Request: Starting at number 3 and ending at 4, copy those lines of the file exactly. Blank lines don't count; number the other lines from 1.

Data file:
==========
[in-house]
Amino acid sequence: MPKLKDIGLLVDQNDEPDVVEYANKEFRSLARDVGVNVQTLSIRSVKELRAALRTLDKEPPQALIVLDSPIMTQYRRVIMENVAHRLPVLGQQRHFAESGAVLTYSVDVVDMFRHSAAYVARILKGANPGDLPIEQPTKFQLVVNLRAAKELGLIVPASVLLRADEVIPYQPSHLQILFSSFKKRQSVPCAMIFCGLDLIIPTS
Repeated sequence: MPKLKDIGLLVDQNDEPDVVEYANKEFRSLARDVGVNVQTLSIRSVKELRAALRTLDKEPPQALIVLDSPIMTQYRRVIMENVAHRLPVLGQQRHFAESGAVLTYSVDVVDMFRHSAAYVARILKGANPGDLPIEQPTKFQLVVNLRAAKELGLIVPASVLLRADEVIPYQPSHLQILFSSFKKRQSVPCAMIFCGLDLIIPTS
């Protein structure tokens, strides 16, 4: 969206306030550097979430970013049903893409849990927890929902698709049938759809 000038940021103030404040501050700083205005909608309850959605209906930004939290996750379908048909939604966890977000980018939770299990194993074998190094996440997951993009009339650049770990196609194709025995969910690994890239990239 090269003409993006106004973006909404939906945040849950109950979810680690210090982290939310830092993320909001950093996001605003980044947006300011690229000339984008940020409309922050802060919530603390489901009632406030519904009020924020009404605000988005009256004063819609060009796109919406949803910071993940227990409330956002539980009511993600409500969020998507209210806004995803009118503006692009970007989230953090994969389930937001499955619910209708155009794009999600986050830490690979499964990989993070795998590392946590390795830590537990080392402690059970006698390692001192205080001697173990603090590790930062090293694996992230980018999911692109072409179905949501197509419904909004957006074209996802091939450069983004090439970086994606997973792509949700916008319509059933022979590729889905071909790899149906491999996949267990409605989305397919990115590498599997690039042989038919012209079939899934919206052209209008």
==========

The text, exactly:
Repeated sequence: MPKLKDIGLLVDQNDEPDVVEYANKEFRSLARDVGVNVQTLSIRSVKELRAALRTLDKEPPQALIVLDSPIMTQYRRVIMENVAHRLPVLGQQRHFAESGAVLTYSVDVVDMFRHSAAYVARILKGANPGDLPIEQPTKFQLVVNLRAAKELGLIVPASVLLRADEVIPYQPSHLQILFSSFKKRQSVPCAMIFCGLDLIIPTS
């Protein structure tokens, strides 16, 4: 969206306030550097979430970013049903893409849990927890929902698709049938759809 000038940021103030404040501050700083205005909608309850959605209906930004939290996750379908048909939604966890977000980018939770299990194993074998190094996440997951993009009339650049770990196609194709025995969910690994890239990239 090269003409993006106004973006909404939906945040849950109950979810680690210090982290939310830092993320909001950093996001605003980044947006300011690229000339984008940020409309922050802060919530603390489901009632406030519904009020924020009404605000988005009256004063819609060009796109919406949803910071993940227990409330956002539980009511993600409500969020998507209210806004995803009118503006692009970007989230953090994969389930937001499955619910209708155009794009999600986050830490690979499964990989993070795998590392946590390795830590537990080392402690059970006698390692001192205080001697173990603090590790930062090293694996992230980018999911692109072409179905949501197509419904909004957006074209996802091939450069983004090439970086994606997973792509949700916008319509059933022979590729889905071909790899149906491999996949267990409605989305397919990115590498599997690039042989038919012209079939899934919206052209209008």